Fresh plans for £180m Eastham energy from waste plant

Fresh plans for £180m Eastham energy from waste plant

Flashback: Eastham residents campaign against the proposals when they were first approved.

An artists impression of the proposed energy from waste plant.

First published in News
Last updated
Wirral Globe: Photograph of the Author by , Senior Reporter

FRESH plans have been submitted to build a major £180 million energy from waste plant in south Wirral.

Biossence originally received planning permission to build a renewable energy facility at Hooton Park, between Eastham and Ellesmere Port, in 2009 but the company now wants to change its scheme to use a more advanced gasification technology to get energy from waste.

The plant - which, if approved will be known as Hooton Park Sustainable Energy Facility – will accept 400,000 tonnes commercial and pre-processed municipal waste a year, which will either be delivered directly into the gasification process or go through an on-site sorting process to remove valuable recyclable material.

Wirral Globe:
An artists impression of the proposed energy from waste plant.

New plans show Biossence wants to make amendments to the approved scheme which, although they do not alter the description of the approved development or use of the land, do require new planning permission.

The changes would mean a taller building than has already been approved by planners, with the chimney also increasing from 45m to 80m.

Concerns have already been raised about the scheme.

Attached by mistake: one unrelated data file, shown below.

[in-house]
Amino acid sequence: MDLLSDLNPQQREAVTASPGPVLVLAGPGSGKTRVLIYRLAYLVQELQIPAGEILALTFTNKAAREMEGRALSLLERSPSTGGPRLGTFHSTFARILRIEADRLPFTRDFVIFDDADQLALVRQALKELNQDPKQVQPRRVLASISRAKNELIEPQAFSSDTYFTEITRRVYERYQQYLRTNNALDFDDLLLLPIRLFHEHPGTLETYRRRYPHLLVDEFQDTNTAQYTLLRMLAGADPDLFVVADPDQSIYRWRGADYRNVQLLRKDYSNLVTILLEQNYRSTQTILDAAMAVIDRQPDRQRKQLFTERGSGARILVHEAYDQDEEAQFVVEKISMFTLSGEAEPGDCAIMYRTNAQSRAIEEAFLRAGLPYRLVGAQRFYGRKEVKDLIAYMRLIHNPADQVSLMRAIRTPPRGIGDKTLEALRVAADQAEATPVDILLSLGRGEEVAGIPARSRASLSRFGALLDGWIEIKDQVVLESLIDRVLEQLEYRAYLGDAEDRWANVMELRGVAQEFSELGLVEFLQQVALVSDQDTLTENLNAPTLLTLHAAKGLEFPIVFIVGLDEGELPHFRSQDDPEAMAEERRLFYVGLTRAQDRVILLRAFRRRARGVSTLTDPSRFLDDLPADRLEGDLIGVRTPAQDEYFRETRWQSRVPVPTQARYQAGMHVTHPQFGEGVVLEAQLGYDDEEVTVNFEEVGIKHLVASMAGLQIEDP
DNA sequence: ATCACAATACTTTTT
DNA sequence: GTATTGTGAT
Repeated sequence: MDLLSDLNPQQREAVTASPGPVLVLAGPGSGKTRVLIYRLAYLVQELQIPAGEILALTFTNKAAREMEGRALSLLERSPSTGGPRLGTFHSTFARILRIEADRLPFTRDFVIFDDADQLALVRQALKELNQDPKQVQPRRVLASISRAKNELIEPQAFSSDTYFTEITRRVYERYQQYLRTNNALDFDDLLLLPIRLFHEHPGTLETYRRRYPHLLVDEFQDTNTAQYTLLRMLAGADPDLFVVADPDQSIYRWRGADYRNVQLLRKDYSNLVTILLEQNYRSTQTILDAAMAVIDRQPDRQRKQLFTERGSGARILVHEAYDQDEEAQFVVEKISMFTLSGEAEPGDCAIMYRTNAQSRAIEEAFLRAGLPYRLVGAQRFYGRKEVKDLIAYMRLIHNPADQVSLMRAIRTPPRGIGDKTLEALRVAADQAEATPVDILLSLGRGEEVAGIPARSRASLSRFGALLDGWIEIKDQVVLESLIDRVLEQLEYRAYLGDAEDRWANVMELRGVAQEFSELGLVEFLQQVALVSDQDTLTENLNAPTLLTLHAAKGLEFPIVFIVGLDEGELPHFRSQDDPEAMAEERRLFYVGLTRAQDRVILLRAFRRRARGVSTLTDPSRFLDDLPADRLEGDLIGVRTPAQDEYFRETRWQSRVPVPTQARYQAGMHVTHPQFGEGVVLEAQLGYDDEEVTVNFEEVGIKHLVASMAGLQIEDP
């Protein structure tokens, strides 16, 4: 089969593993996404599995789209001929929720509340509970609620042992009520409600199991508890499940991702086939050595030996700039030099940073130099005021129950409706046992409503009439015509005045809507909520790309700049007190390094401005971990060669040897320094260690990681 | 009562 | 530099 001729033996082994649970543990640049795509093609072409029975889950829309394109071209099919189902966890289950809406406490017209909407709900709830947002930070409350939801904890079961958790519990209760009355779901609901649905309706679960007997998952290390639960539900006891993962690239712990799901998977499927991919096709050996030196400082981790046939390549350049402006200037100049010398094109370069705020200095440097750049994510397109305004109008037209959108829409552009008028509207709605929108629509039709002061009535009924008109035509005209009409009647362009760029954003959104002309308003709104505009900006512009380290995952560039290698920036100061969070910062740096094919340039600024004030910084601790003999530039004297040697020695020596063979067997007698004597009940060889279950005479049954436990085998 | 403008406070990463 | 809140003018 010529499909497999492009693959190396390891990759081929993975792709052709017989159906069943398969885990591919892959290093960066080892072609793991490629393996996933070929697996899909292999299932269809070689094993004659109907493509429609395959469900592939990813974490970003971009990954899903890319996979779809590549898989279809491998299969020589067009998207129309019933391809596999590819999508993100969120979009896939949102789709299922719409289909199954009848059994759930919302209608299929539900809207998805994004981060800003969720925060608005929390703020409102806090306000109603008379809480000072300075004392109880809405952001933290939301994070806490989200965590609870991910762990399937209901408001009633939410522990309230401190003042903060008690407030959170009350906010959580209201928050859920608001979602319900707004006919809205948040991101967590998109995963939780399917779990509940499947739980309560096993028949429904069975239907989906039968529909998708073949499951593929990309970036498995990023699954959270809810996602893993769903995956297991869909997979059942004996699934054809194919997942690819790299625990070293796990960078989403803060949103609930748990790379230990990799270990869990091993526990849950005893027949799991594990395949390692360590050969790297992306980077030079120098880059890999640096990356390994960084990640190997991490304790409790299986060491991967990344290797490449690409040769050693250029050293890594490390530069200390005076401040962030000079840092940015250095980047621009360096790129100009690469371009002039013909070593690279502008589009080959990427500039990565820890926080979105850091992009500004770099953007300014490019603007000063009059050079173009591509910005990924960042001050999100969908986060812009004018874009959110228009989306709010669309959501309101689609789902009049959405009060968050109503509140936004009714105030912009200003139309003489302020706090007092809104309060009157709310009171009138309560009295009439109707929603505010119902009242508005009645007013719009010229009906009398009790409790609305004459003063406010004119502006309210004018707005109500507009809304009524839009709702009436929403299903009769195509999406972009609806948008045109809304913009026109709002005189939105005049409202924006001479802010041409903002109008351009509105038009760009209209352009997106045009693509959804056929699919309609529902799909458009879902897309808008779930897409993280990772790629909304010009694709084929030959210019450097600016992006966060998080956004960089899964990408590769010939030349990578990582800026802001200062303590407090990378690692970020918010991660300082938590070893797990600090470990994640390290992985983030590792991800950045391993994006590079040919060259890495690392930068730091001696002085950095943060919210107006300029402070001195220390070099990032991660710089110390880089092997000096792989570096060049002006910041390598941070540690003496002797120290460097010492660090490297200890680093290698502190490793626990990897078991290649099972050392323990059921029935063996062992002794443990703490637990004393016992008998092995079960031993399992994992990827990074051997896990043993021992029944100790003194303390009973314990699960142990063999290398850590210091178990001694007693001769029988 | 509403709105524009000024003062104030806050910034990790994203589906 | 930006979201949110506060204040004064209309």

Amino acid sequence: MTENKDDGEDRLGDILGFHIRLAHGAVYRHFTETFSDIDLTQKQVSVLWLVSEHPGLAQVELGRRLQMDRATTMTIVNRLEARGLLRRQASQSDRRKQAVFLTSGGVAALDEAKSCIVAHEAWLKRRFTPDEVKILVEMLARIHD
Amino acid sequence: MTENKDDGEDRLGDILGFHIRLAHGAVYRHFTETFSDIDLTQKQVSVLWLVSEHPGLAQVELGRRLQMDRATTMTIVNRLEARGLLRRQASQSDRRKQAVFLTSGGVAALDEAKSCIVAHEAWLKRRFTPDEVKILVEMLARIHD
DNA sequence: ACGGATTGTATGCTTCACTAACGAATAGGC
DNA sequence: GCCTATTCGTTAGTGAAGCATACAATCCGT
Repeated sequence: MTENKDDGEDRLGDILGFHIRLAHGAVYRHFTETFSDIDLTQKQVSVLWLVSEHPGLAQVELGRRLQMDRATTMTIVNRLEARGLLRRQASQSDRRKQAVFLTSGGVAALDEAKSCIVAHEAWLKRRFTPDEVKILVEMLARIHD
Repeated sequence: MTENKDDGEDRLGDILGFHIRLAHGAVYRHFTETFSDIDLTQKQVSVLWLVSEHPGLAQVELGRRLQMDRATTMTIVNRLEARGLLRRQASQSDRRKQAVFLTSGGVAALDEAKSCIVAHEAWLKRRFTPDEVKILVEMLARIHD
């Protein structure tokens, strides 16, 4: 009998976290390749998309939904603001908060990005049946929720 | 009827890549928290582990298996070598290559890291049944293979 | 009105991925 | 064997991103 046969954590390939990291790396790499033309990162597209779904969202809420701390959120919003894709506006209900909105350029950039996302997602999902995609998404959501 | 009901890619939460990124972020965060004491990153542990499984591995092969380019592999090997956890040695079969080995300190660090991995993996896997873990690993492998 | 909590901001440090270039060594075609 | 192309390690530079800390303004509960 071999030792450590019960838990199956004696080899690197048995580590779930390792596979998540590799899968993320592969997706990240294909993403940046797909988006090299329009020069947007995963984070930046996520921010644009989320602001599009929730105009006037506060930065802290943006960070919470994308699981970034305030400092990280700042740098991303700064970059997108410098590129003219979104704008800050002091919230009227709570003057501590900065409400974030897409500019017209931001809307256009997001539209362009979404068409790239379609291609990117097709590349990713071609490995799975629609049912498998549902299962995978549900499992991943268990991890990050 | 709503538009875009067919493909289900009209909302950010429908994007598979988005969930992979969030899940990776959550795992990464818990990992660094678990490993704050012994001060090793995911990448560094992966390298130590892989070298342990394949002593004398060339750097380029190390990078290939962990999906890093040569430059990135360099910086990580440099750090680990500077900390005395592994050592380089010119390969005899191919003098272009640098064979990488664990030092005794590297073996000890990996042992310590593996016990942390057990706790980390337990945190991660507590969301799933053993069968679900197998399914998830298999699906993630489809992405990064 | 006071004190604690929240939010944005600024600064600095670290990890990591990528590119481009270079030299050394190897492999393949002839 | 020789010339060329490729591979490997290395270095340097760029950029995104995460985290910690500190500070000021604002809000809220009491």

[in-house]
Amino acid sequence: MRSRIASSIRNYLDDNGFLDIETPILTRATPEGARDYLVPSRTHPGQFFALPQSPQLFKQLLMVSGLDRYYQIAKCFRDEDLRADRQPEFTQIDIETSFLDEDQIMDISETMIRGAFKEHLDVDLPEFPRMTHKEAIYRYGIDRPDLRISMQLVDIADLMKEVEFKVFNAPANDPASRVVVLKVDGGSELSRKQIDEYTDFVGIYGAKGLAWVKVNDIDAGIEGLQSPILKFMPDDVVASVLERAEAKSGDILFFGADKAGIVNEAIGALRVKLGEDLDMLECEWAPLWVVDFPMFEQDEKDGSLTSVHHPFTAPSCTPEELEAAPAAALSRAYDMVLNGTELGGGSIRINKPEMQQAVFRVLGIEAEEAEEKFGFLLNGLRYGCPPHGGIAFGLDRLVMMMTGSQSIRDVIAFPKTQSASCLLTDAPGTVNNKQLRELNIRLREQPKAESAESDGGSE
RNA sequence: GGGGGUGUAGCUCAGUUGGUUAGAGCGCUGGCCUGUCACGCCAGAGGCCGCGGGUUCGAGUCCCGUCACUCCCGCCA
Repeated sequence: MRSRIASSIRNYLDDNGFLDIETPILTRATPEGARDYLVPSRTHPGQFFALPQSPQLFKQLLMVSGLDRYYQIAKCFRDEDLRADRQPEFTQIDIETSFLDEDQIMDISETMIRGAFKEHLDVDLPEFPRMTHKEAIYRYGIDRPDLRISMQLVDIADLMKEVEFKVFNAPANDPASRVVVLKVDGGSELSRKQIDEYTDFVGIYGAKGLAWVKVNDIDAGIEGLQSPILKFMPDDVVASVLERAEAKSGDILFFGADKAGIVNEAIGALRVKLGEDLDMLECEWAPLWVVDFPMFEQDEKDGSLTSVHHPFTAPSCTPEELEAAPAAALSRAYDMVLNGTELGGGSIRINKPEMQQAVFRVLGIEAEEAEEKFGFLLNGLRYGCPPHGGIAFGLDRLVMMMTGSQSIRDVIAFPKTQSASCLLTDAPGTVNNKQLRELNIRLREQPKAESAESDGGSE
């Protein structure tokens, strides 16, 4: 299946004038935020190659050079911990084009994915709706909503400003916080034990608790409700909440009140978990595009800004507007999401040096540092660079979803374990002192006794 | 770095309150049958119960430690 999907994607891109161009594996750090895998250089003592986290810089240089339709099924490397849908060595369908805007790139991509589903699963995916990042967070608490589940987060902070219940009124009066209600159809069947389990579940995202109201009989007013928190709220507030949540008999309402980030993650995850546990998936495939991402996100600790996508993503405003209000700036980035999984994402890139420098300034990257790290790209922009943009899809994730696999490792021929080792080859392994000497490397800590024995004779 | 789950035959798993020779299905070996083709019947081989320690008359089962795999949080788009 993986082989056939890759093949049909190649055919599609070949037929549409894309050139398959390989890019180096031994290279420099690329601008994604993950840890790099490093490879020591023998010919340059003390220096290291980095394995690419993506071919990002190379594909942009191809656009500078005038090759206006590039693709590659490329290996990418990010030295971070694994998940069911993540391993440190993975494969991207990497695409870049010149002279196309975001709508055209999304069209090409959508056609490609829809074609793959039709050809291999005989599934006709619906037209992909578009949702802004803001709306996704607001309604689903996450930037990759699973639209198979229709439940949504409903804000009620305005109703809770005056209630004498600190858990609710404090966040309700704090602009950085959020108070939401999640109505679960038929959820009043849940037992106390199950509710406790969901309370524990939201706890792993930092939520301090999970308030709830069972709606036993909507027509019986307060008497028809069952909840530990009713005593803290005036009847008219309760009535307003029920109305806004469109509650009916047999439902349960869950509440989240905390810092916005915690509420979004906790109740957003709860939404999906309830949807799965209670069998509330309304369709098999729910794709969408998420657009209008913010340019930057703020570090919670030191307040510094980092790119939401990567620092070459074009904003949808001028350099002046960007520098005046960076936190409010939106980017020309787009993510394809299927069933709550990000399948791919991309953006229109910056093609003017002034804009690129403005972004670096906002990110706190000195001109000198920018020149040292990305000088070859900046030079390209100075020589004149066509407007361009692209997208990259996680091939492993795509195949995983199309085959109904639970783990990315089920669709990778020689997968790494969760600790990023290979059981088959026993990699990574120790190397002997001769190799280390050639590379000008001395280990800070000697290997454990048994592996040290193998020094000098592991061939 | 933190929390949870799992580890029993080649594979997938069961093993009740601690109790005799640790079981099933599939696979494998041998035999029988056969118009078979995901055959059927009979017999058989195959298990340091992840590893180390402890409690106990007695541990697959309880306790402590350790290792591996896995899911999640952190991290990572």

Eastham councillor Phil Gilchrist told the Globe he had read the 400 page report submitted to the council and felt that although some of the concerns had been addressed, others still needed to be looked at.

He said: “Local people were rightly concerned about the risk of pollution from the first plant – it relied on a process only tried on a small scale.

“Concern about stray traffic has been understood and tackled so I think we can be satisfied on that one.

“The new process does appear different and is being used abroad.”

The Lib Dem leader said the document submitted Wirral’s planners contains “pages and pages of data” suggesting that the new process “will produce little more than vapour”.

He said: “These need close scrutiny around their assumptions. We need assurances that, as the saying goes, it does what it says on the tin.

“The building is chunkier than the first plant and I think more thought needs to be given to landscaping aspect, with planting to screen it from a distance.”

If approved, construction is due to begin in early 2015.


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